As a crown prosecutor for most of ten years, I worked daily as a colleague with police officers — many of whom routinely put their lives on the line to protect the public. They are the most scrutinized people in our justice system.
It is also true that the widespread public impressions of what happened on a Toronto streetcar on a recent early Saturday morning could well be incomplete and inaccurate. As Constable James Forcillo’s lawyer, Peter Brauti says, his client is “devastated” by what happened and there should be no rush to judgement.
Sometimes people lose their lives because they want their actions to precipitate a shooting, in what has come to be termed “suicide by cop.” The phenomenon has been examined by criminologist Dr. Rick Parent in B.C. and is today unfortunately far more common in Canada than many realize. In effect, troubled persons seeking to commit suicide for various reasons commit acts which cause a police officer, who believes his own life is in danger, to shoot them.
What prompted Sammy Yatim to do what he did on TTC streetcar 4058 will likely never be known.
Before the arrival of the police, his behavior appeared to threaten the safety of citizens. He had terrified passengers by walking slowly past them from the back of the streetcar to the front, a small knife in his outstretched right hand, his exposed genitals in his left. While advancing, he ordered everyone to remain on the streetcar. When some hurriedly exited, he revised his earlier command and told everyone to get off.
At the front of the bus, Sammy glanced at the driver but did not threaten him. Instead, he looked away and started screaming obscenities at the crowd outside the streetcar. The driver leapt out to safety shortly before the police arrived. Witnesses from the streetcar report hearing the police yell multiple times for Sammy to drop his knife. Within a very short time of the police arriving, Yatim was dead.
Passengers’ recollections of Sammy’s bizarre behaviour raise questions. Why didn’t he stab anyone when he had the opportunity? Why did he stay on the streetcar, and sit down, after all the passengers and the driver had fled? What was his mental state throughout the incident?
Some important facts do seem clear, quite a number from the cellphone video. Sammy, 18 years of age and wielding a knife with three-inch blade, was cornered inside an empty streetcar at least five metres away from constables Forcillo and two others. Fully 22 police officers were reasonably close by, a factor a court or police inquiry will also consider in deciding whether the use of lethal force was reasonable in the circumstances.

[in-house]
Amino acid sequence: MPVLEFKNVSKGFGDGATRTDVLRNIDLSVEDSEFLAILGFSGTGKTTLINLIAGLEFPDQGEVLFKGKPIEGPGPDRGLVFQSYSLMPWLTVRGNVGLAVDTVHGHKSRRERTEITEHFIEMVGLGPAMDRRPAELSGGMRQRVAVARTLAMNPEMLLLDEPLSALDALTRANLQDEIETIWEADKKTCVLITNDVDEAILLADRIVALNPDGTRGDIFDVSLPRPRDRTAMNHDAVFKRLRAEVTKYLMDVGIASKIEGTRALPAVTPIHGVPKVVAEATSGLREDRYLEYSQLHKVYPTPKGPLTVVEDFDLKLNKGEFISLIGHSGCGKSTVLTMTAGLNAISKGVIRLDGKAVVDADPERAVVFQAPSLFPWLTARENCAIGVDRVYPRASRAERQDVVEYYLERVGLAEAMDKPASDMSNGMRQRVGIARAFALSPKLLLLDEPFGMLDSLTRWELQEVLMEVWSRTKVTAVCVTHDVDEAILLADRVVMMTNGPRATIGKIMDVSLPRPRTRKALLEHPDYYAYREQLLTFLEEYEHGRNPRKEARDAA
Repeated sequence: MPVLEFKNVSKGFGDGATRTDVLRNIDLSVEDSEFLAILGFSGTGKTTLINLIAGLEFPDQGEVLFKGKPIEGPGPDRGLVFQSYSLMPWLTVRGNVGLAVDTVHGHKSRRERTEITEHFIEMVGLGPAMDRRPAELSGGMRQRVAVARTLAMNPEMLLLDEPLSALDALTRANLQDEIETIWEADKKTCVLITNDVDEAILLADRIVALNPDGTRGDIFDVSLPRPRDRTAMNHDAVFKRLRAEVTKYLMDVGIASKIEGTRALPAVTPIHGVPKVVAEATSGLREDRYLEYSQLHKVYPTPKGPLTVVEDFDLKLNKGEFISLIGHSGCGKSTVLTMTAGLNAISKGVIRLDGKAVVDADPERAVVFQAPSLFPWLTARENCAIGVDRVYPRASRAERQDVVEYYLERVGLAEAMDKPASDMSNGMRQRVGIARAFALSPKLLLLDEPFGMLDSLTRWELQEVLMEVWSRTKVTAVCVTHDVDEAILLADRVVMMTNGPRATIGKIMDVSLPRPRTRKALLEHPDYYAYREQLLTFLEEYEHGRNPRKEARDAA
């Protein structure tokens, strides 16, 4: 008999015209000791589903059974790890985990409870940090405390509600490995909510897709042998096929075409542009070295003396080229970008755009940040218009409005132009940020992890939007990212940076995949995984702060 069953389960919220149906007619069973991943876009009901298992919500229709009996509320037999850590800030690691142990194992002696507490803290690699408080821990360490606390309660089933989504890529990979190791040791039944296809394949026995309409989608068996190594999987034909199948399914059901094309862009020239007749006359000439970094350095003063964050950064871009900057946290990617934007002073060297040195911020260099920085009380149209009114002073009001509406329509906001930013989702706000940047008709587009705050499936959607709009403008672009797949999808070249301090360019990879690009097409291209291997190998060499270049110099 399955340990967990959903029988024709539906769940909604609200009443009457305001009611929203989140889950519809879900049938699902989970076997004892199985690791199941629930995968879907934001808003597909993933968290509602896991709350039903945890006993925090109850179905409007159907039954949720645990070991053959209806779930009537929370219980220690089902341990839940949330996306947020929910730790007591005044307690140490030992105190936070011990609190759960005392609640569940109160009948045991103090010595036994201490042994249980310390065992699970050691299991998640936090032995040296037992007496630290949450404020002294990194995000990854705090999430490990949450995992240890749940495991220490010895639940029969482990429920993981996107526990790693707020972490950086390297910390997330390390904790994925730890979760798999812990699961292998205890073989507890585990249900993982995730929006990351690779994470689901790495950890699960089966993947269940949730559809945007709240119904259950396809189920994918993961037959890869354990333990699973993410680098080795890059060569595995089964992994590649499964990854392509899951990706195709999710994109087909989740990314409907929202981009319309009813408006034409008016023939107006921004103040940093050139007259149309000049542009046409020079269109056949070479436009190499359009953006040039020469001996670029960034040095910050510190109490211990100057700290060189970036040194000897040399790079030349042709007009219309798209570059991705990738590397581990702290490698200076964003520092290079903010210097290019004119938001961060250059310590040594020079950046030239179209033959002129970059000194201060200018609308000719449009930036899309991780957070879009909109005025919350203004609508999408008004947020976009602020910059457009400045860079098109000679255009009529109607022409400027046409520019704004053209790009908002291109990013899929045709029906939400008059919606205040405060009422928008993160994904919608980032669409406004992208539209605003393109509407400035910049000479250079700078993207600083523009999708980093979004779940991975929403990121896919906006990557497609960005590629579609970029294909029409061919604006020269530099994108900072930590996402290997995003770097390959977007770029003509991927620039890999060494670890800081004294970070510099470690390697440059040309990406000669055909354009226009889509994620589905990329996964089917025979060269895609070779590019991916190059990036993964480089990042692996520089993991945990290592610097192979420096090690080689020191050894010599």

Forcillo fired three shots, which felled Yatim, and then another six, all within 12 seconds. In a bizarre turn, another policeman then fired Taser rounds even though Yatim was by then lying on the bus floor and probably already dead. The way the lethal force was deployed, including the number of shots fired, has resulted in many members of the public calling for Forcillo to be charged criminally. However, how and why he did what he did will be scrutinized more thoroughly than what critics can imagine, so rather than assume the worst, we should wait for the results of the investigations.
A use of force report by Calgary police inspector Chris Butler makes points applicable to the situation. First, police force can only be used when absolutely necessary, something that is certainly debatable in this deadly altercation. Misuse of lethal force negatively affects the all-important trust between the public and the police. Yatim might still be alive if the police had sought to de-escalate the situation by trying to engage him in a de-stressing conversation, even though he was mentally unstable at that point.
A passenger witness, who remembered Yatim as “a good kid,” recognized him when he had boarded the streetcar and noted soon after that “he was laughing, he was smiling, he seemed really OK” sitting at the back across the aisle from two giggling teenage girls. Then, she heard one of the girls scream and saw both of them run from their seats. The passenger witness panicked when she saw that Yatim had a “really crazy look in his eyes” as he then made his way toward the front.
Yatim evidently came to Toronto with his sister from Syria to join his father, leaving his mother, a medical doctor, behind. Lately it appears she was staying with a relative in Montreal, planning to join the family, partly out of concern over her son’s difficult adjustment to his new homeland. Although Sammy was curious and had a zest for life, he had apparently encountered difficulty adjusting to life in Canada, including improving his English and overcoming the shock of life in a country so different from the one he had left. He had moved out of his father’s home a couple of weeks earlier amid what has been described as “trouble” and “disagreements.”
Quite understandably, many Canadians are concerned about the tragedy that occurred on that street car. A young man who had enjoyed basketball, been a scout at some point and attended church was gunned down. He had never before been in trouble with the police and had aspired to starting a health-care management program at George Brown College.
Could we provide more training for police to recognize and handle emotionally or mentally disturbed persons? Justice for all requires that there be maximum transparency first with the internal police investigations and then with the matter of whether or not criminal charges should be laid.
David Kilgour is co-chair of the Canadian Friends of a Democratic Iran and a director of the Washington-based Council for a Community of Democracies (CCD). He is a former MP for both the Conservative and Liberal Parties in the south-east region of Edmonton and has also served as the Secretary of State for Latin America and Africa, Secretary of State for Asia-Pacific and Deputy Speaker of the House.